As a pastor, how often do you stir the pot? Consider the following words from 1 Timothy:
“…according to my gospel, for which I suffer hardship even to imprisonment as a criminal…” (2 Timothy 2:9)
Pot-stirring: To take a stand on a controversial issue. Known colloquially as “opening a can of worms.” Rocking the boat. Rubbing the old cat’s fur the wrong way. Upsetting apple carts.
It’s a poor pastor who doesn’t stir the pot from time to time.
Do You Stir the Pot?
They didn’t crucify Jesus for sweet-talking the 23rd Psalm, for explaining the symbolic meaning of items in the Tabernacle, or for spending six months on the Greek verbs. He took a stand on what matters most, and when people didn’t like it, He held His ground and paid the ultimate price.
I remind pastors if they’re in this line of work for job security, they might want to think again. Right after reading Matthew 10, beginning at verse 16.
–Beware of men; for they will deliver you up to their courts, and scourge you in their synagogues.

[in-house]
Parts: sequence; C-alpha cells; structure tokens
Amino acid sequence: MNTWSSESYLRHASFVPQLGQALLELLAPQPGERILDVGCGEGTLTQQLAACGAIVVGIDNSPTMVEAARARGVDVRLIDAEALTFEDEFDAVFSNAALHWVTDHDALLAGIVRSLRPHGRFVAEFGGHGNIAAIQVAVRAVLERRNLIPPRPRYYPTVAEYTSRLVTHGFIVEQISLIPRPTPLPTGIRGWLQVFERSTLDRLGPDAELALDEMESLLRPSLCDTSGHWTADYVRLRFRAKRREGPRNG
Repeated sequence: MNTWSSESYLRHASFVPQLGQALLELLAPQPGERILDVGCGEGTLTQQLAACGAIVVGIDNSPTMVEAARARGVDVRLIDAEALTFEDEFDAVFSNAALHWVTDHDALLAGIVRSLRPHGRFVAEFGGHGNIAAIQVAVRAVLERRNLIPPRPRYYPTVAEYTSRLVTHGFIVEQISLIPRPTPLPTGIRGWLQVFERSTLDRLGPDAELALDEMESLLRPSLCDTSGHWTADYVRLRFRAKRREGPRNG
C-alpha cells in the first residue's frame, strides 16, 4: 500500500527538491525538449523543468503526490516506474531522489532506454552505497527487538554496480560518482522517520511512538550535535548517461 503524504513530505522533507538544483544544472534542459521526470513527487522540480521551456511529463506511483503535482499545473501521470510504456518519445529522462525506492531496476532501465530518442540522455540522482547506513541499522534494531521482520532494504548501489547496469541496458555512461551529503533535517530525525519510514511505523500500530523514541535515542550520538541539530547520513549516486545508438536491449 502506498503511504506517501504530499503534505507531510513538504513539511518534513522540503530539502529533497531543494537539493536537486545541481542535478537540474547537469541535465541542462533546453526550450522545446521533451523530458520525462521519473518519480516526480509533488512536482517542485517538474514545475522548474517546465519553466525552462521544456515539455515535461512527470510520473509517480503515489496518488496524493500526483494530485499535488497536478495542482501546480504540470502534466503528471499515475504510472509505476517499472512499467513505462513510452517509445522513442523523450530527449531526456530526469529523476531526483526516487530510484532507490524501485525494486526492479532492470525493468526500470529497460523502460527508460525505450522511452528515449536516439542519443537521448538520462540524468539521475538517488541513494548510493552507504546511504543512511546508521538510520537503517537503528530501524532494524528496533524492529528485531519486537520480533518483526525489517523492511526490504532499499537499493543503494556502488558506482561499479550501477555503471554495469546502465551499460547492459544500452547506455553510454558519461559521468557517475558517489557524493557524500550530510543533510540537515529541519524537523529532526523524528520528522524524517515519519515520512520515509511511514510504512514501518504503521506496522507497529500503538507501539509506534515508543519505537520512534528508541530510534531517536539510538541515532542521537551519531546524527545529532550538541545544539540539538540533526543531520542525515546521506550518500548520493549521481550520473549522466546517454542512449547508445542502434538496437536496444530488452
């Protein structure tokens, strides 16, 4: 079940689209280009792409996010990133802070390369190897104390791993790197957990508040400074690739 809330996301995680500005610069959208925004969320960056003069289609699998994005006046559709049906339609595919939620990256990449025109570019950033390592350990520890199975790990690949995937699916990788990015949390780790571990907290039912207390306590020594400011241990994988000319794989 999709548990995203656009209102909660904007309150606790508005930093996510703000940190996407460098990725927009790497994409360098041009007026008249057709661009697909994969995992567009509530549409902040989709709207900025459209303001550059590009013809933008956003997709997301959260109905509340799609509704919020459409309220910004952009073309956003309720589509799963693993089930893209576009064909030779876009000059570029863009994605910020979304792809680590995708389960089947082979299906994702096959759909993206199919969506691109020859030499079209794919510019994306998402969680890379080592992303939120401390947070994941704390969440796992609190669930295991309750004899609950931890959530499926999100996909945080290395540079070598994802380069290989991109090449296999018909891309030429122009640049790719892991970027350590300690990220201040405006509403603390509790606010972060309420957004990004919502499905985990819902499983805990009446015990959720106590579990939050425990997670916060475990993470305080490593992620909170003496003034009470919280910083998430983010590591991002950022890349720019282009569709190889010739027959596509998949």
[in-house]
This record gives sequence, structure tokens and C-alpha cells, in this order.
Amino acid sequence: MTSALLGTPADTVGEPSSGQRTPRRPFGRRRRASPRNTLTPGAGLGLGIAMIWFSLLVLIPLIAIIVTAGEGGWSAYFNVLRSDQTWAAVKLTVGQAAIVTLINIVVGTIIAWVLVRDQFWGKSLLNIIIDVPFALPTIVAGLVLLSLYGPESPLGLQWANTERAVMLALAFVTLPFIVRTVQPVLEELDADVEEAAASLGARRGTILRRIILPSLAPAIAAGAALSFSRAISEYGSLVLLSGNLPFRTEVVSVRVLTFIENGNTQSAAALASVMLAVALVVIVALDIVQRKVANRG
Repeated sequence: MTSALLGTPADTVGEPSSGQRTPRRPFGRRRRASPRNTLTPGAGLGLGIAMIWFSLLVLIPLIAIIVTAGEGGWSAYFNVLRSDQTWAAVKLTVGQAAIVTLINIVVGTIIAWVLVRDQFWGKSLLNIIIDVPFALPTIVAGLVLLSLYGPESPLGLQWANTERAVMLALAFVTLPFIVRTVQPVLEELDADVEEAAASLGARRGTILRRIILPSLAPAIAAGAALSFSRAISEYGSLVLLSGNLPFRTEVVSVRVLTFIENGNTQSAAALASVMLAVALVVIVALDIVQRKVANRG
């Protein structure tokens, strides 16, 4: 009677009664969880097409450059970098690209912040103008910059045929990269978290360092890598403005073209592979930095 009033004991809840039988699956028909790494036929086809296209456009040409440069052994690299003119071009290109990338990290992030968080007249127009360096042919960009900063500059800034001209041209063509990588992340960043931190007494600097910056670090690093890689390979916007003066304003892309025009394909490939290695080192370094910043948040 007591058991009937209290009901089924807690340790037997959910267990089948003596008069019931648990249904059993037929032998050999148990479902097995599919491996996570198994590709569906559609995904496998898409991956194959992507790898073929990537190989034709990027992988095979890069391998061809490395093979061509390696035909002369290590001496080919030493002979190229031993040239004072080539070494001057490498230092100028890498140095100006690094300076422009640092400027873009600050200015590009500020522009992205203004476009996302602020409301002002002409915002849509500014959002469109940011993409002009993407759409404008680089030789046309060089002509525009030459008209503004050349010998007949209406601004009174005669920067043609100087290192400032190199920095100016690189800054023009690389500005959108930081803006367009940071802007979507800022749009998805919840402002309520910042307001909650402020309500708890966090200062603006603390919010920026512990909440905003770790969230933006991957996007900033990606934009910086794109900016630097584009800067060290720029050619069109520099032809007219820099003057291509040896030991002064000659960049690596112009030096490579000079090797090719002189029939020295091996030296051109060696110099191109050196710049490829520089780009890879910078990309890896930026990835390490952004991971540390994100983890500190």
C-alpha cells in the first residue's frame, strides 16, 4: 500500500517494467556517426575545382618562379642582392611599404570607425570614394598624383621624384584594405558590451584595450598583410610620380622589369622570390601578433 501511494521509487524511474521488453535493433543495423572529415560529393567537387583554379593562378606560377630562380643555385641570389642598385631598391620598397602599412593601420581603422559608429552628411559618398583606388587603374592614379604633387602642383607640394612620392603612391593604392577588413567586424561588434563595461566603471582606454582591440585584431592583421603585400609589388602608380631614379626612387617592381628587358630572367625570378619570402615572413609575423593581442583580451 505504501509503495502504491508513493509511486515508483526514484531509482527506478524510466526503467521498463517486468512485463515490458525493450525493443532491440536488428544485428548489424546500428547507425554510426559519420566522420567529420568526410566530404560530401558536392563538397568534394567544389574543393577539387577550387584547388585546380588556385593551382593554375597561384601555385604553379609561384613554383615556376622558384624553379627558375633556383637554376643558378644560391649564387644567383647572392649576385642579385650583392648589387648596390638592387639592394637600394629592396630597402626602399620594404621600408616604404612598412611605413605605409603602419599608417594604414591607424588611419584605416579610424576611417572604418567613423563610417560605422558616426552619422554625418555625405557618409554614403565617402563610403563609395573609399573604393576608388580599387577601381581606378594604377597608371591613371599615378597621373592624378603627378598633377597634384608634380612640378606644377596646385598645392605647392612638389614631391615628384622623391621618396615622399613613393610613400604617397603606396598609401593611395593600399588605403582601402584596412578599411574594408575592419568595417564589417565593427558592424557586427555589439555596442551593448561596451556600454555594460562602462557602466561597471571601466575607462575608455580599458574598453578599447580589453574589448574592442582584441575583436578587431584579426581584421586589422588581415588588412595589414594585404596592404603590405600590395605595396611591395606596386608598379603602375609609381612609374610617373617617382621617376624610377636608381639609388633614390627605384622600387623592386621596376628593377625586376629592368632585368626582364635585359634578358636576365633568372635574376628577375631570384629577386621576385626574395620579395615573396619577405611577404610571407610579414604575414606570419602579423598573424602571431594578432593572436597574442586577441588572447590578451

–Brother will deliver up brother to death, and a father his child.
–You will be hated by all on account of My name.
–If they have called the head of the house Beelzebul, how much more the members of his household.
–Do not think that I am come to bring peace on the earth; I did not come to bring peace, but a sword.
–He who loses his life for My sake shall find it.
All over the globe, pastors and other sold-out Christ-followers daily demonstrate the reality of those words. It is to our everlasting shame that we in the 21st century American church expect our pastors to play it safe, to avoid controversy, to keep silent on matters which could offend.